Then I thought of Bitti, daughter of Yarhai (left).  One rarely thinks of Bitti.  Why not? Because she is one of the very very few Palmyran women who does not wear a veil -- an altogether exceptional group; who are these strange or wanton women? Are they (as some have  proposed) freed slaves, or even eunuchs, or are they merely flappers out for a fling, the better to flaunt their special  hairstyle? I won't get into this question today (though one day, I will) but note that Bitti, too, wears a beautifully decorated cloak.  She is also dated to ca. 230 CE.  It all seems to be coming together nicely.

Now, what we really need in order to progress further is to see all the women who are wearing such decorated cloaks.  And then put that together with all women whose jewellery -- drop-earrings, necklaces, and finger rings -- is similar to that worn by Lady Rumai.  But even a preliminary look at jewellery would take me days ... if not weeks of work; and I'd still be certain to miss a large number of poorly-illustrated busts, as well as those which have never been shown to the public. Honestly, what can we hope to learn from just one portrait, or even a wall full of them? 

Not very much, really.

If Lady Rumai is not to remain little more than a pretty picture, we need a Corpus.

What's in a Corpus?

Palmyran portraits are scattered in public and private collections throughout the world. They are often poorly published, or not at all -- and they have never been catalogued, described, dated, or treated as an entire group. 

That is now about to change. 

The Palmyra Portrait Project***

When Harald Ingholt (Part I of this post) worked out the essential chronology and dating of Palmyran sculpture in 1928, he knew of 524 portraits. Between the 1930s and the 1980s, he found and drew in his diaries almost 1,000 pieces. But today, the Palmyra Portrait Project (PPP) database has recorded more than 2,600 portraits -- far more than anyone ever knew existed --  from museums and private collections around the world.  This includes hundreds of portraits that had briefly appeared on the antiquities markets and then vanished from public view.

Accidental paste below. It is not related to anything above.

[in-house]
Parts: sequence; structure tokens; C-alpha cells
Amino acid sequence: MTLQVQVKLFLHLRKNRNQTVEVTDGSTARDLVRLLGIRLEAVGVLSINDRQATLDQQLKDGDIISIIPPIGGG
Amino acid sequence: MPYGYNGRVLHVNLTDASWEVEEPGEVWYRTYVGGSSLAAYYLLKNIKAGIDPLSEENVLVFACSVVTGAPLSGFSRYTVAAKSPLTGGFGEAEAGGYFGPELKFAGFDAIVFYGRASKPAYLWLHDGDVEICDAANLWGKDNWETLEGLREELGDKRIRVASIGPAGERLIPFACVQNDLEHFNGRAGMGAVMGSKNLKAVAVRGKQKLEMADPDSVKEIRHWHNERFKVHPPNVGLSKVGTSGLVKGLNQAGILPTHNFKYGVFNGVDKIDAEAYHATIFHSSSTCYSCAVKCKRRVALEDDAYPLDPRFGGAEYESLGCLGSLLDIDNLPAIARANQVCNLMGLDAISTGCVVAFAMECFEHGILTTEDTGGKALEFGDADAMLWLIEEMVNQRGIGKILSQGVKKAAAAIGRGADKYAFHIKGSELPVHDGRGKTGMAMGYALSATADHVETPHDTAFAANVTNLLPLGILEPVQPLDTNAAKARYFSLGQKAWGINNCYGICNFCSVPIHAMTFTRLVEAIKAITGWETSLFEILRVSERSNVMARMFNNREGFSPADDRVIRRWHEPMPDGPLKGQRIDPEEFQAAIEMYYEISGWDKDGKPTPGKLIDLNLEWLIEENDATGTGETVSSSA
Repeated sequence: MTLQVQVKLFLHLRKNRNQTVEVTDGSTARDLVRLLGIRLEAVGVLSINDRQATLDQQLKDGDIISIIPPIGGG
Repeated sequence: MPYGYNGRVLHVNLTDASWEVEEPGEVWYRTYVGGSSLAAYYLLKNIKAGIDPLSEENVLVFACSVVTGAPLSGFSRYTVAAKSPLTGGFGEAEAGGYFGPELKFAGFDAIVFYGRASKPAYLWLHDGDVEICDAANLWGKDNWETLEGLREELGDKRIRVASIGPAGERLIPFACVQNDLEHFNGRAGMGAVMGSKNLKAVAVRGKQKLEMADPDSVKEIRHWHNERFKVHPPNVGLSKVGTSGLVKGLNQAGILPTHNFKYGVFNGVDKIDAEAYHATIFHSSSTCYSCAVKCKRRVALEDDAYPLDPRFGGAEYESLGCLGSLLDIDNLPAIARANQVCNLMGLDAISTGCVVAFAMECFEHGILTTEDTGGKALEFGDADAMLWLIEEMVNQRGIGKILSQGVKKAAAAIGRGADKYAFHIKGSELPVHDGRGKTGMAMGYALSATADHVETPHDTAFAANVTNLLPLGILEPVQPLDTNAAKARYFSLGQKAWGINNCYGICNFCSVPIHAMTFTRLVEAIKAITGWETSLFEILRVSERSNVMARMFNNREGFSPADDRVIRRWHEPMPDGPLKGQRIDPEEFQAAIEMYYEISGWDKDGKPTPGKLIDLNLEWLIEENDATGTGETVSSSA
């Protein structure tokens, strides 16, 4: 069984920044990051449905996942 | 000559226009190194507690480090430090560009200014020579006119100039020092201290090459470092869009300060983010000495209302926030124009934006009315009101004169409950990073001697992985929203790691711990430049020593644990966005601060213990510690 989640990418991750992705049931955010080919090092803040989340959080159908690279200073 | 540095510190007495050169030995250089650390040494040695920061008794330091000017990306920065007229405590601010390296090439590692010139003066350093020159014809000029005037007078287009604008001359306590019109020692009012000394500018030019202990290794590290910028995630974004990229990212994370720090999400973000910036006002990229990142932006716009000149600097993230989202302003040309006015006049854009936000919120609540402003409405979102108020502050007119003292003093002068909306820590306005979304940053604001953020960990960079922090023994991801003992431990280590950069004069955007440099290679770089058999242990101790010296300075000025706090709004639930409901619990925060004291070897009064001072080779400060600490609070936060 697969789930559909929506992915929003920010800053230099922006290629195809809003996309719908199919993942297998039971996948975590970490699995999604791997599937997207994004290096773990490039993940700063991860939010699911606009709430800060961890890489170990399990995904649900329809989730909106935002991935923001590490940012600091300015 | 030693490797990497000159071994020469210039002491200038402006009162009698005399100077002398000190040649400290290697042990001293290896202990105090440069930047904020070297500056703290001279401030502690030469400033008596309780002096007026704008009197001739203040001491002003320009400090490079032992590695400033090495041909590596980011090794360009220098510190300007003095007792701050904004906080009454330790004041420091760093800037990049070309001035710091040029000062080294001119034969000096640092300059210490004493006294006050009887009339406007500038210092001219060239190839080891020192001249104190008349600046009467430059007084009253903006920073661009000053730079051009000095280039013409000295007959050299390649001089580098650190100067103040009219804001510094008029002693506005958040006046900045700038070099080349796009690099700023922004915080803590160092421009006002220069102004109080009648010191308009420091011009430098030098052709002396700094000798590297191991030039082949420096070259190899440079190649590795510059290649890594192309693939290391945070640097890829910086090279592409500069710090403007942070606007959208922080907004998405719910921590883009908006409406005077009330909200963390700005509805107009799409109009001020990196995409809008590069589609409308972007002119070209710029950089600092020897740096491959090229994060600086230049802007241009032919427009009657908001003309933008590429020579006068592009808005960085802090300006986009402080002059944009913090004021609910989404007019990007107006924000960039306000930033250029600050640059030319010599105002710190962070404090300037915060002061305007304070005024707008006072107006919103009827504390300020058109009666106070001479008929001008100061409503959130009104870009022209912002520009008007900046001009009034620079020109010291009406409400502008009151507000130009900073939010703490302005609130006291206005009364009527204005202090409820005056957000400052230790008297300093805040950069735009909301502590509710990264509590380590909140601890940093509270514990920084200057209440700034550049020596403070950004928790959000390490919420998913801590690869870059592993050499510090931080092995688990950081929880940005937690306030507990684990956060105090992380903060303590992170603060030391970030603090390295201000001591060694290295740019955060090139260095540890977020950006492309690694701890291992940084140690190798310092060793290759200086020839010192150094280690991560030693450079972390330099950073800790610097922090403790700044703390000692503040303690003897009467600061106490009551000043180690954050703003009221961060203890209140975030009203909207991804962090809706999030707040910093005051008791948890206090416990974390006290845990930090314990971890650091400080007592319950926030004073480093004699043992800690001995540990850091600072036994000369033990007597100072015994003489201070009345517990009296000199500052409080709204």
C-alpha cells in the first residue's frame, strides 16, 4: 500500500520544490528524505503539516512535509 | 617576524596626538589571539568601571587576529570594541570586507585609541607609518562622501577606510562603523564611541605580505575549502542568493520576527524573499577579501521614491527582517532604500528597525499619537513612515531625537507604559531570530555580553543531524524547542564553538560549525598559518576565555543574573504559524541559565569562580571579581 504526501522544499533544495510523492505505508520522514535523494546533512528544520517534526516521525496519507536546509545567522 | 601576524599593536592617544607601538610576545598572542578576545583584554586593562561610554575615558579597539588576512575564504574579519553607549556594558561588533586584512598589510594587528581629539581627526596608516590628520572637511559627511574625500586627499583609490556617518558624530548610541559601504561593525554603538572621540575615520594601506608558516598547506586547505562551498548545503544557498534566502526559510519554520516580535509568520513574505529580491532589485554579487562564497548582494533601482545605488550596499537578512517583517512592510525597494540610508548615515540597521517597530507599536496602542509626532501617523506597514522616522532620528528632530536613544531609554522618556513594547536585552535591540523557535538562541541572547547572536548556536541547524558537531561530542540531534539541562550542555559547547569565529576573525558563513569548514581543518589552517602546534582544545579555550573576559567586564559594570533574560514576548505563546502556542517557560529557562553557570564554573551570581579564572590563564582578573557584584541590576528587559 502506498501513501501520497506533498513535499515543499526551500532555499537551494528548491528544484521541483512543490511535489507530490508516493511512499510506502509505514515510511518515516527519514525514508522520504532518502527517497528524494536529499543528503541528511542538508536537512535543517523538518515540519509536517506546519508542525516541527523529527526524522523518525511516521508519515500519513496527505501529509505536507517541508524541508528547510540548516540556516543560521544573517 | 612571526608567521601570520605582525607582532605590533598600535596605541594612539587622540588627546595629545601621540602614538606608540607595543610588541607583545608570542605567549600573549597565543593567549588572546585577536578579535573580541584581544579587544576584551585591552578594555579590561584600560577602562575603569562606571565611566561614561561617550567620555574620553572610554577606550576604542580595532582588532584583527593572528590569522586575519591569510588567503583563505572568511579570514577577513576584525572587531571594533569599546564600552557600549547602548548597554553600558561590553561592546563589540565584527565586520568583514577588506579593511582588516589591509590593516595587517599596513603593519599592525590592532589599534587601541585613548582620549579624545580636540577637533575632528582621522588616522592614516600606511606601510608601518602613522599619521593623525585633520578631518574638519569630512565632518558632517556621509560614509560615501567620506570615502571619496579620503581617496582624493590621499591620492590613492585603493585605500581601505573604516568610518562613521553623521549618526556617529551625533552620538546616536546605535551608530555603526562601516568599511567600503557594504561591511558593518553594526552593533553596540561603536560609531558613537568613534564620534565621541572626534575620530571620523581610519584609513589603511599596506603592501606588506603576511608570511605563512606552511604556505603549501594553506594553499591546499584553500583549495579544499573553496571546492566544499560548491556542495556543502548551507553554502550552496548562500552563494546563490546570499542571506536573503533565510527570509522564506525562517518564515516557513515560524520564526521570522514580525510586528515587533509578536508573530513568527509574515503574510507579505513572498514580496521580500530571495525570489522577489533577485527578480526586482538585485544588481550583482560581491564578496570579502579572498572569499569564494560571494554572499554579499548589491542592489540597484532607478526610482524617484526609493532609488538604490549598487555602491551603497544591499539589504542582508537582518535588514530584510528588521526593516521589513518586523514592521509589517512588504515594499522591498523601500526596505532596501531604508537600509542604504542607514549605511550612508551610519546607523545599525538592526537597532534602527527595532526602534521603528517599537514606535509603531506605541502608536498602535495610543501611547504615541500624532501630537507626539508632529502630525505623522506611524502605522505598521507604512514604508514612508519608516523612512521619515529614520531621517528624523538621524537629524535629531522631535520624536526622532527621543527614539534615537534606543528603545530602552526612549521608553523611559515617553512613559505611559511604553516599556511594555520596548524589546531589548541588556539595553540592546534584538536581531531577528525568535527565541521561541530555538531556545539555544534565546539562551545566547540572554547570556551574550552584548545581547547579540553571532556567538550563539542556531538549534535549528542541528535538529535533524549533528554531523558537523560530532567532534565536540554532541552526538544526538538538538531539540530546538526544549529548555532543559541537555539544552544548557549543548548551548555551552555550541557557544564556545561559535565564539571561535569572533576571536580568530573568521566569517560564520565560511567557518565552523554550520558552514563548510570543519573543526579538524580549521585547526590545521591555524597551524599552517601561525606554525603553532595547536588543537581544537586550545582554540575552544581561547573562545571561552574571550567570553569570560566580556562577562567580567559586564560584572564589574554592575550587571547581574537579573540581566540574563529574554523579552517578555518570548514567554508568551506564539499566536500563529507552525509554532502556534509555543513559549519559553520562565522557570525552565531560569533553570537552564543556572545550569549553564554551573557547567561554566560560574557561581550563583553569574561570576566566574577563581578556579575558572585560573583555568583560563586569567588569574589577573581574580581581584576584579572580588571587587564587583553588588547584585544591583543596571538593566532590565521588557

The PPP is preparing a complete research dossier for every single known piece of Palmyran portraiture. Wherever possible, new high-resolution photographs have been made.  That is an essential step: look at the photograph of Lady Rumai at the top of this post: it's the best I could find online, not bad but it blurs some details, such as the round brooch that pins her cloak (next to her left hand). Brooches are an important item of jewellery, usually of gold -- and their shapes and designs change over time; certain designs perhaps are meaningful but we can't know what they might mean until we can compare them all, type by type. 

Portrait descriptions will also include detailed analysis of poses, faces, and attributes (usually, what is held in the hands).  Gender, colour traces, hairstyles, dress, and jewellery are all recorded in minute detail, and made searchable. For the very first time, it will be possible to compare every detail of each sculpture with all the others. Added to the data, of course, are the dated inscriptions as well as all known family relations [So-and-so, the son/daughter, father/mother of so-and-so: up to five generations!] -- and a whole world of new research possibilities opens up. 

Portraits can be compared across and within groups such as priests, women, children, or even those sharing the same attribute. Sticking to women for the moment -- as is the wont of this blog -- did you know that five women hold writing tablets (vs. more than 100 men); who are these ladies? One such woman with a tablet doesn't wear a veil (left); is that significant?  Are there still more ladies with stylus or tablets out there, in less accessible collections? Women sometimes hold keys (men never do): are these the keys to the household cupboard or to the gates of the world beyond?  And who else is wearing any special piece of jewellery that catches your eye?  All of this can soon be studied by date and, if we're lucky, by family connections. We'll be able see how facial features are treated differently over time, and follow changes in fashion and tastes -- hairstyles, beards and moustaches for men and hairstyles, headdresses and jewellery for women.